Short Story – Corpse Pose
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Jill walked as silently as she could through the wasteland of abandoned suburbia, keeping her eyes moving in a constant scan of her surroundings. There was at least one zombie following her, its aura an angry red flare that stood out even with houses between them. She needed more, though, many more if she was going to fulfill her ‘running duty.’
When she had finally made it to Refuge, she thought she was done with zombies. She wasn’t a fighter, all she had ever been able to do was run, run and run some more. The zombie-sight had kept her alive, since with it she didn’t have to worry about stumbling on zombies unaware, but the constant flight, not to mention the loss of everyone she had ever known, left her soul-tired and nervous.
Even after the first rising, when everyone knew the zombies were real, nobody she joined up with would believe that she could see them through buildings, or in the dark. Five groups she had joined, and then left when they wouldn’t believe a horde was close and coming towards them.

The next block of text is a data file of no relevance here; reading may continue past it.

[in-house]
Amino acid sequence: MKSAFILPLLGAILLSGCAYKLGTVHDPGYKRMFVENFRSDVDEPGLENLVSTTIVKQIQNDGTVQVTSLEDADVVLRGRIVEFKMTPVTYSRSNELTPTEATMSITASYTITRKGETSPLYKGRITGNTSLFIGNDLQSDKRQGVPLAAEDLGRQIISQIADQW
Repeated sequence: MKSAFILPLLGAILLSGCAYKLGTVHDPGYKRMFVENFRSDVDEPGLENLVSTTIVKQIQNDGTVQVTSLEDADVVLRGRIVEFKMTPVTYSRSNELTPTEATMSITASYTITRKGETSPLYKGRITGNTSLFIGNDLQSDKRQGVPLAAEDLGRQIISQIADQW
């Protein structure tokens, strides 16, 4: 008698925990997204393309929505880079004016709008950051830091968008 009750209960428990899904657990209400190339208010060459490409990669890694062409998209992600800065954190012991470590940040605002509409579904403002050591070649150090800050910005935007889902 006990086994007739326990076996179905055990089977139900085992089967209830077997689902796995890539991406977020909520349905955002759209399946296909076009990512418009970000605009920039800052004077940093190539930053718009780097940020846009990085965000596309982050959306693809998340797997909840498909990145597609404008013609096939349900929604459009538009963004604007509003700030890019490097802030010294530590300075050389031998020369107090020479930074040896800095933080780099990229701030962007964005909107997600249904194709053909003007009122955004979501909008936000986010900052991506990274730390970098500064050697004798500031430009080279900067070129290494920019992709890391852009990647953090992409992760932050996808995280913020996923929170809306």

But she couldn’t see when she was sleeping, and she had to sleep in order to have the strength to run, so she kept joining up with other survivors. The sixth group, finally, had brought her to Refuge, an actual fortified human settlement.
She saw a glint of red out of the corner of her eye and spun in a circle, taking a full gestalt impression of her surroundings before peering intently in the direction of the new aura. She now had two zombies approaching from tangent angles, but this other aura was further away, and more spread out – a horde.
She picked her direction and set off at a jog, fighting down panic. She couldn’t believe she was running towards a horde instead of putting as much distance between her and them as humanly possible.
Worse, she was running towards them in order to get their attention. She pulled the noisemaker off her belt and held it tight, panting more with fear than with exertion. How did she let them talk her into this?